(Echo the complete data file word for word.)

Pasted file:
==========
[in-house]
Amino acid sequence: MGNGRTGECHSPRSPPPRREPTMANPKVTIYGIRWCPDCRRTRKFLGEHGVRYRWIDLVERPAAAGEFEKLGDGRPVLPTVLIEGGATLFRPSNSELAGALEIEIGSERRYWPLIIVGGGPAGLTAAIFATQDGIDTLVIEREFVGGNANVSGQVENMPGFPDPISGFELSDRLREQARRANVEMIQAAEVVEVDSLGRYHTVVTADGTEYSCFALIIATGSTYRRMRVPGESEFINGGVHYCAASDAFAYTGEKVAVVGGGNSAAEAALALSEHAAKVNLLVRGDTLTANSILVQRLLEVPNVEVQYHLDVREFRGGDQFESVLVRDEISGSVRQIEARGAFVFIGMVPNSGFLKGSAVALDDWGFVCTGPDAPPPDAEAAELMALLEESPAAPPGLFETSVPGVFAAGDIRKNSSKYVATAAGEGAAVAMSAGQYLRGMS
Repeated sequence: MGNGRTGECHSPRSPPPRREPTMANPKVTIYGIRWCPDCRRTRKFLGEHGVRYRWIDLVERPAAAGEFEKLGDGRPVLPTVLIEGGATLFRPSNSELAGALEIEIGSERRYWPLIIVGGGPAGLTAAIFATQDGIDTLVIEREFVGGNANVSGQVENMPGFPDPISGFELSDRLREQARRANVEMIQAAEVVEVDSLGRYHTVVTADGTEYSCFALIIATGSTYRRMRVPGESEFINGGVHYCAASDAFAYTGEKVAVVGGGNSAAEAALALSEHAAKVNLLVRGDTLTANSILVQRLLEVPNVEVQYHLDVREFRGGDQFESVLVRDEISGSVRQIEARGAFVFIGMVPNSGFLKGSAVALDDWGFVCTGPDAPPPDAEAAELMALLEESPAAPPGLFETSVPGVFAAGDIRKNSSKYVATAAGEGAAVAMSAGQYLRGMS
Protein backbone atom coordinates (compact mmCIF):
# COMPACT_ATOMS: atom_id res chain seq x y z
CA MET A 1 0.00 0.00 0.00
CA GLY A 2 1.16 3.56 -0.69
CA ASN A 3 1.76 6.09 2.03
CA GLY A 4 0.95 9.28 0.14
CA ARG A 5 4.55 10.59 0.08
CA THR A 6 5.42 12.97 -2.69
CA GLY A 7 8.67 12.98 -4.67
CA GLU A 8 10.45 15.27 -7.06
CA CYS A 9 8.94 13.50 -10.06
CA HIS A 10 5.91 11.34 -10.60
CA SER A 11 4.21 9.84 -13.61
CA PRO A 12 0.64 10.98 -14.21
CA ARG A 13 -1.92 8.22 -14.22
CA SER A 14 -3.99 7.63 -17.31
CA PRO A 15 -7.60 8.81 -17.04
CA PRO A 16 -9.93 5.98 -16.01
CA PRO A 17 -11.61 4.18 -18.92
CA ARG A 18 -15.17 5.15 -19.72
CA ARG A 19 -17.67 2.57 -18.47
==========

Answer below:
[in-house]
Amino acid sequence: MGNGRTGECHSPRSPPPRREPTMANPKVTIYGIRWCPDCRRTRKFLGEHGVRYRWIDLVERPAAAGEFEKLGDGRPVLPTVLIEGGATLFRPSNSELAGALEIEIGSERRYWPLIIVGGGPAGLTAAIFATQDGIDTLVIEREFVGGNANVSGQVENMPGFPDPISGFELSDRLREQARRANVEMIQAAEVVEVDSLGRYHTVVTADGTEYSCFALIIATGSTYRRMRVPGESEFINGGVHYCAASDAFAYTGEKVAVVGGGNSAAEAALALSEHAAKVNLLVRGDTLTANSILVQRLLEVPNVEVQYHLDVREFRGGDQFESVLVRDEISGSVRQIEARGAFVFIGMVPNSGFLKGSAVALDDWGFVCTGPDAPPPDAEAAELMALLEESPAAPPGLFETSVPGVFAAGDIRKNSSKYVATAAGEGAAVAMSAGQYLRGMS
Repeated sequence: MGNGRTGECHSPRSPPPRREPTMANPKVTIYGIRWCPDCRRTRKFLGEHGVRYRWIDLVERPAAAGEFEKLGDGRPVLPTVLIEGGATLFRPSNSELAGALEIEIGSERRYWPLIIVGGGPAGLTAAIFATQDGIDTLVIEREFVGGNANVSGQVENMPGFPDPISGFELSDRLREQARRANVEMIQAAEVVEVDSLGRYHTVVTADGTEYSCFALIIATGSTYRRMRVPGESEFINGGVHYCAASDAFAYTGEKVAVVGGGNSAAEAALALSEHAAKVNLLVRGDTLTANSILVQRLLEVPNVEVQYHLDVREFRGGDQFESVLVRDEISGSVRQIEARGAFVFIGMVPNSGFLKGSAVALDDWGFVCTGPDAPPPDAEAAELMALLEESPAAPPGLFETSVPGVFAAGDIRKNSSKYVATAAGEGAAVAMSAGQYLRGMS
Protein backbone atom coordinates (compact mmCIF):
# COMPACT_ATOMS: atom_id res chain seq x y z
CA MET A 1 0.00 0.00 0.00
CA GLY A 2 1.16 3.56 -0.69
CA ASN A 3 1.76 6.09 2.03
CA GLY A 4 0.95 9.28 0.14
CA ARG A 5 4.55 10.59 0.08
CA THR A 6 5.42 12.97 -2.69
CA GLY A 7 8.67 12.98 -4.67
CA GLU A 8 10.45 15.27 -7.06
CA CYS A 9 8.94 13.50 -10.06
CA HIS A 10 5.91 11.34 -10.60
CA SER A 11 4.21 9.84 -13.61
CA PRO A 12 0.64 10.98 -14.21
CA ARG A 13 -1.92 8.22 -14.22
CA SER A 14 -3.99 7.63 -17.31
CA PRO A 15 -7.60 8.81 -17.04
CA PRO A 16 -9.93 5.98 -16.01
CA PRO A 17 -11.61 4.18 -18.92
CA ARG A 18 -15.17 5.15 -19.72
CA ARG A 19 -17.67 2.57 -18.47